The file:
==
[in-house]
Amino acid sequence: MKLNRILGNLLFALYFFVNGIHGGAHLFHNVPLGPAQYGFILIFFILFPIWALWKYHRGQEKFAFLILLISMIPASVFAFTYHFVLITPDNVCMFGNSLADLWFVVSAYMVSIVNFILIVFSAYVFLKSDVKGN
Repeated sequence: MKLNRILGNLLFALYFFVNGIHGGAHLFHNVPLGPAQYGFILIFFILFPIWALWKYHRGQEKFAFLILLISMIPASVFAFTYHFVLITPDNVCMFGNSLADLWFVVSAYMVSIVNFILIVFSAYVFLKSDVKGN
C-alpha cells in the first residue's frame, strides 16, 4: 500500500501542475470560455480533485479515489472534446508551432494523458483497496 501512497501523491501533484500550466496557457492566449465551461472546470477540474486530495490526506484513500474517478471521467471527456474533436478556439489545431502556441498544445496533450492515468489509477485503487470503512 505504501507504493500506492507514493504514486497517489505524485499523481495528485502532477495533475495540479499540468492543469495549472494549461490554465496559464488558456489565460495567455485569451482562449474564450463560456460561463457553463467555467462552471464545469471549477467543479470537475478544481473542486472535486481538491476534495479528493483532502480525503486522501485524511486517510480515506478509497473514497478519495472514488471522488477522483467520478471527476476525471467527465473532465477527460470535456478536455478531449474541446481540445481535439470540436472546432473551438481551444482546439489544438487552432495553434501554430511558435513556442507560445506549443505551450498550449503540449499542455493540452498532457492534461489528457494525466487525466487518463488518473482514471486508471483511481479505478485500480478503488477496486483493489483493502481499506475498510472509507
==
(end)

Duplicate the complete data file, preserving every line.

[in-house]
Amino acid sequence: MKLNRILGNLLFALYFFVNGIHGGAHLFHNVPLGPAQYGFILIFFILFPIWALWKYHRGQEKFAFLILLISMIPASVFAFTYHFVLITPDNVCMFGNSLADLWFVVSAYMVSIVNFILIVFSAYVFLKSDVKGN
Repeated sequence: MKLNRILGNLLFALYFFVNGIHGGAHLFHNVPLGPAQYGFILIFFILFPIWALWKYHRGQEKFAFLILLISMIPASVFAFTYHFVLITPDNVCMFGNSLADLWFVVSAYMVSIVNFILIVFSAYVFLKSDVKGN
C-alpha cells in the first residue's frame, strides 16, 4: 500500500501542475470560455480533485479515489472534446508551432494523458483497496 501512497501523491501533484500550466496557457492566449465551461472546470477540474486530495490526506484513500474517478471521467471527456474533436478556439489545431502556441498544445496533450492515468489509477485503487470503512 505504501507504493500506492507514493504514486497517489505524485499523481495528485502532477495533475495540479499540468492543469495549472494549461490554465496559464488558456489565460495567455485569451482562449474564450463560456460561463457553463467555467462552471464545469471549477467543479470537475478544481473542486472535486481538491476534495479528493483532502480525503486522501485524511486517510480515506478509497473514497478519495472514488471522488477522483467520478471527476476525471467527465473532465477527460470535456478536455478531449474541446481540445481535439470540436472546432473551438481551444482546439489544438487552432495553434501554430511558435513556442507560445506549443505551450498550449503540449499542455493540452498532457492534461489528457494525466487525466487518463488518473482514471486508471483511481479505478485500480478503488477496486483493489483493502481499506475498510472509507